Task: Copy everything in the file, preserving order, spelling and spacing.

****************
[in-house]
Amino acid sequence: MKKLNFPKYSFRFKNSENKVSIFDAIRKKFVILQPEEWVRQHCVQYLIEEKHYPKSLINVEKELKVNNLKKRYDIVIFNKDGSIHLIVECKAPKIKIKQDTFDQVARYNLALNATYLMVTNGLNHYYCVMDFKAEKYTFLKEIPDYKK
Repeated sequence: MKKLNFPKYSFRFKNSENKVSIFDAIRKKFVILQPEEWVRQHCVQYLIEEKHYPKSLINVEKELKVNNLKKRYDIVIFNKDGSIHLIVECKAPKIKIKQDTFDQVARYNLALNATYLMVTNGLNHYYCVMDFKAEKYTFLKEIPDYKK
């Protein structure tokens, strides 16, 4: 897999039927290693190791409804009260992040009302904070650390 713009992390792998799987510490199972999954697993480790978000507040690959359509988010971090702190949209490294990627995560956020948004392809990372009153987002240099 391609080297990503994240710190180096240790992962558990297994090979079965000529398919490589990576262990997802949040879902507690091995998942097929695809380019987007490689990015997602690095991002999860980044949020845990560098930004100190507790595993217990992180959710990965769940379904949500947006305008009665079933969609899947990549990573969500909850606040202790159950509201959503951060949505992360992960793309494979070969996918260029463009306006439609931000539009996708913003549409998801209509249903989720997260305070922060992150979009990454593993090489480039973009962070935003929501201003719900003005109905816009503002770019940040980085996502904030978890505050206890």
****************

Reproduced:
[in-house]
Amino acid sequence: MKKLNFPKYSFRFKNSENKVSIFDAIRKKFVILQPEEWVRQHCVQYLIEEKHYPKSLINVEKELKVNNLKKRYDIVIFNKDGSIHLIVECKAPKIKIKQDTFDQVARYNLALNATYLMVTNGLNHYYCVMDFKAEKYTFLKEIPDYKK
Repeated sequence: MKKLNFPKYSFRFKNSENKVSIFDAIRKKFVILQPEEWVRQHCVQYLIEEKHYPKSLINVEKELKVNNLKKRYDIVIFNKDGSIHLIVECKAPKIKIKQDTFDQVARYNLALNATYLMVTNGLNHYYCVMDFKAEKYTFLKEIPDYKK
């Protein structure tokens, strides 16, 4: 897999039927290693190791409804009260992040009302904070650390 713009992390792998799987510490199972999954697993480790978000507040690959359509988010971090702190949209490294990627995560956020948004392809990372009153987002240099 391609080297990503994240710190180096240790992962558990297994090979079965000529398919490589990576262990997802949040879902507690091995998942097929695809380019987007490689990015997602690095991002999860980044949020845990560098930004100190507790595993217990992180959710990965769940379904949500947006305008009665079933969609899947990549990573969500909850606040202790159950509201959503951060949505992360992960793309494979070969996918260029463009306006439609931000539009996708913003549409998801209509249903989720997260305070922060992150979009990454593993090489480039973009962070935003929501201003719900003005109905816009503002770019940040980085996502904030978890505050206890």